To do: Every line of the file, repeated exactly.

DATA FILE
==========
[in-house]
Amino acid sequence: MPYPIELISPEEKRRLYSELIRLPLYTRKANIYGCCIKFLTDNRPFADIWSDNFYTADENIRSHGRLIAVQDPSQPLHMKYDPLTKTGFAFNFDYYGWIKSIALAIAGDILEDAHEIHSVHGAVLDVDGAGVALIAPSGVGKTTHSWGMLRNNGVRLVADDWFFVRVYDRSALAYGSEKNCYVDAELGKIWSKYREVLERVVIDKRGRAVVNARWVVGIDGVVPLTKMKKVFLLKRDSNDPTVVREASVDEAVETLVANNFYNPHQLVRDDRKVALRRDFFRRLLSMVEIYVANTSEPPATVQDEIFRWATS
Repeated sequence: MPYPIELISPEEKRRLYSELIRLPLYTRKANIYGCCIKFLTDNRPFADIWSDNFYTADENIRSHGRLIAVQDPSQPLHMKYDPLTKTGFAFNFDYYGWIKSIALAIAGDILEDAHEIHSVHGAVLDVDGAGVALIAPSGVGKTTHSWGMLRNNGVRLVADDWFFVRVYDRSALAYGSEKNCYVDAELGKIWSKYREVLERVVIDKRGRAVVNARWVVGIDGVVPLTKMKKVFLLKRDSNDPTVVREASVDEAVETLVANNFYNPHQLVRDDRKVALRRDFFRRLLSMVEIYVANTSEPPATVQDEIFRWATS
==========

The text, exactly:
[in-house]
Amino acid sequence: MPYPIELISPEEKRRLYSELIRLPLYTRKANIYGCCIKFLTDNRPFADIWSDNFYTADENIRSHGRLIAVQDPSQPLHMKYDPLTKTGFAFNFDYYGWIKSIALAIAGDILEDAHEIHSVHGAVLDVDGAGVALIAPSGVGKTTHSWGMLRNNGVRLVADDWFFVRVYDRSALAYGSEKNCYVDAELGKIWSKYREVLERVVIDKRGRAVVNARWVVGIDGVVPLTKMKKVFLLKRDSNDPTVVREASVDEAVETLVANNFYNPHQLVRDDRKVALRRDFFRRLLSMVEIYVANTSEPPATVQDEIFRWATS
Repeated sequence: MPYPIELISPEEKRRLYSELIRLPLYTRKANIYGCCIKFLTDNRPFADIWSDNFYTADENIRSHGRLIAVQDPSQPLHMKYDPLTKTGFAFNFDYYGWIKSIALAIAGDILEDAHEIHSVHGAVLDVDGAGVALIAPSGVGKTTHSWGMLRNNGVRLVADDWFFVRVYDRSALAYGSEKNCYVDAELGKIWSKYREVLERVVIDKRGRAVVNARWVVGIDGVVPLTKMKKVFLLKRDSNDPTVVREASVDEAVETLVANNFYNPHQLVRDDRKVALRRDFFRRLLSMVEIYVANTSEPPATVQDEIFRWATS